My eyes fly open, and I sit up. I look at the clock and curse. 2 AM. I’ve been asleep only for 4 hours. The only sound in the room comes from the monitor from which I can hear Daniel’s wheezing and coughing, sounds so weird that it seems he is almost speaking in tongues.
I listen to his labored breathing and hope he’s better by 7AM because I need to go to work for a two-day workshop after two sick days at home. Unable to go back to sleep, I surf on my iPhone, visiting blogs and trashy celebrity gossip sites.
My alarm goes off, and I stumble to the shower to start getting ready. Daniel wakes up, and I get him from his room. His forehead is hot, and his face is flushed and puffy. He’s whiny and crying, “Momma, hold me” while I kiss and hug him and turn on Super Why so I can finish getting ready. He begins to cry, and my heart breaks. He should stay home today. I should stay home today with him. Finally ready to go, I put on his jacket over his cozy footie pajamas and feel grateful that he is going to his grandmother’s house where I know my sick boy will receive lots of cuddles and hugs.
At work I make his doctor’s appointment, booking the only available time, a time that of course is the most inconvenient one. I exhale, pull myself together and go to my workshop, prepared to razzle and dazzle despite sounding like I swallowed a frog and having a scratchy throat and throbbing head. Calm and focused on the outside, twitchy on the inside as I await the verdict from the doctor’s office: an ear infection. I immediately replay the last 4 days in my head, searching for any clue that would have told me Daniel had an ear infection instead of letting him suffer longer than necessary.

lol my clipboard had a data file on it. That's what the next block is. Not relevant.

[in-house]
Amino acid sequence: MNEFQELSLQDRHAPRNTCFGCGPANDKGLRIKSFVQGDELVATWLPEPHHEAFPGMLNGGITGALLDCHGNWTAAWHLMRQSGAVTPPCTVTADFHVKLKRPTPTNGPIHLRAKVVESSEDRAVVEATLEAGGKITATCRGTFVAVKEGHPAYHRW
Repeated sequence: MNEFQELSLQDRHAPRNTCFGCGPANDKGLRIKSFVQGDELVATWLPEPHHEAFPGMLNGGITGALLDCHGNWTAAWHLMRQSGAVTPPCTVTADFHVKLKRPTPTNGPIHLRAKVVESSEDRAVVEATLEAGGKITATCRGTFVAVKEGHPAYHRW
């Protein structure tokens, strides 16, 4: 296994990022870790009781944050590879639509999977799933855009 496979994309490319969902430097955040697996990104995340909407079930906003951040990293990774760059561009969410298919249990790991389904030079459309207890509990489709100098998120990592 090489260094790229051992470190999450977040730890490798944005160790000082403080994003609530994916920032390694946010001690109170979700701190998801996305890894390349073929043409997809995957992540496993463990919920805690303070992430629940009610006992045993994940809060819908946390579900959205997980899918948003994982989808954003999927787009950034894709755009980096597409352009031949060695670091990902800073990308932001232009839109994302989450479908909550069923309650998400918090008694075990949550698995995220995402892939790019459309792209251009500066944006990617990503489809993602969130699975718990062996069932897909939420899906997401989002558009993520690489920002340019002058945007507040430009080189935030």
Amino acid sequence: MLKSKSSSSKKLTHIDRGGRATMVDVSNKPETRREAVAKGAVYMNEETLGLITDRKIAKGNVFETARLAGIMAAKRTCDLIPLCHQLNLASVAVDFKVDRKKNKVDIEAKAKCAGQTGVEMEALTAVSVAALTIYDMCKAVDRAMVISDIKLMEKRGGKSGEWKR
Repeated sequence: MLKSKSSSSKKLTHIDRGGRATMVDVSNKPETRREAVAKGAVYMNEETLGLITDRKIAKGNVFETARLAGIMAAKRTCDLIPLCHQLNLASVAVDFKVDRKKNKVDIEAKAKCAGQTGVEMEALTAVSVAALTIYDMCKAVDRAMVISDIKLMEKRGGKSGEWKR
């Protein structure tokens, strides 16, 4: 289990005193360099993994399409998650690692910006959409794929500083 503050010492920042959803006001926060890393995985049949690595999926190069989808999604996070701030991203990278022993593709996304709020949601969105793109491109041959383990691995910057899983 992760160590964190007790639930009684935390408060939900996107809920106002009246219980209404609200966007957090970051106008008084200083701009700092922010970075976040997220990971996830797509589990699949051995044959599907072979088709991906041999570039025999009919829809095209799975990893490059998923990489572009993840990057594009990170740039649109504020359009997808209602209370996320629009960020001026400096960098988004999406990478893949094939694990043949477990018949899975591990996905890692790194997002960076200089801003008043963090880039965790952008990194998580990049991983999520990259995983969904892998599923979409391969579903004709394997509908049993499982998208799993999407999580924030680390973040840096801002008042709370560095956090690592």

Class over, I head to the required evening dinner and working session, checking in with Jimmy. Daniel is miserable: no nap, feverish, needy and clingy. He won’t eat or drink anything. Guilt, today’s constant companion, waves hello. I should go home. A good mother would go home. Previous generations of women fought hard so I could sit at that table and think about being at home. Should, should should. Always should.
The moment I swallow the last bite of braised lamb shank (while Jimmy is eating leftovers if he has even eaten at all), I make my excuses and fly. I race home, but I’m too late: Daniel is already in bed. Jimmy and I chat about the evening and how pitiful Daniel was. No longer racing anywhere, I slump, my body reminding me I’ve been awake since 2AM.
I get ready for bed and wonder why I do this routine each and every day. Why I go to work. I have good days during which I accomplish a lot and make a difference: I’m queen of the world. I have bad days during which I feel tied in knots and tripped up by processes and people, making no progress and feeling like it is impossible to make even the smallest impact. On those days I resemble that poor guy in Munch’s The Scream painting. He looks like he might understand the special hell that is working with bureaucracy.
Birth and death and sickness and health and change and carpet beetles cycle around and around. Lately I feel like I’m constantly moving and running and getting nowhere, especially during times like this. Exhausted, I wonder why I bother. I gave up ambitions of setting the world on fire years ago; I’m just a rat in a cage.
I go to bed, thankful that the breathing coming from the monitor is smoother and less labored than the night before.
Four hours later, my eyes pop open. It’s 2AM. Time to do it all over again.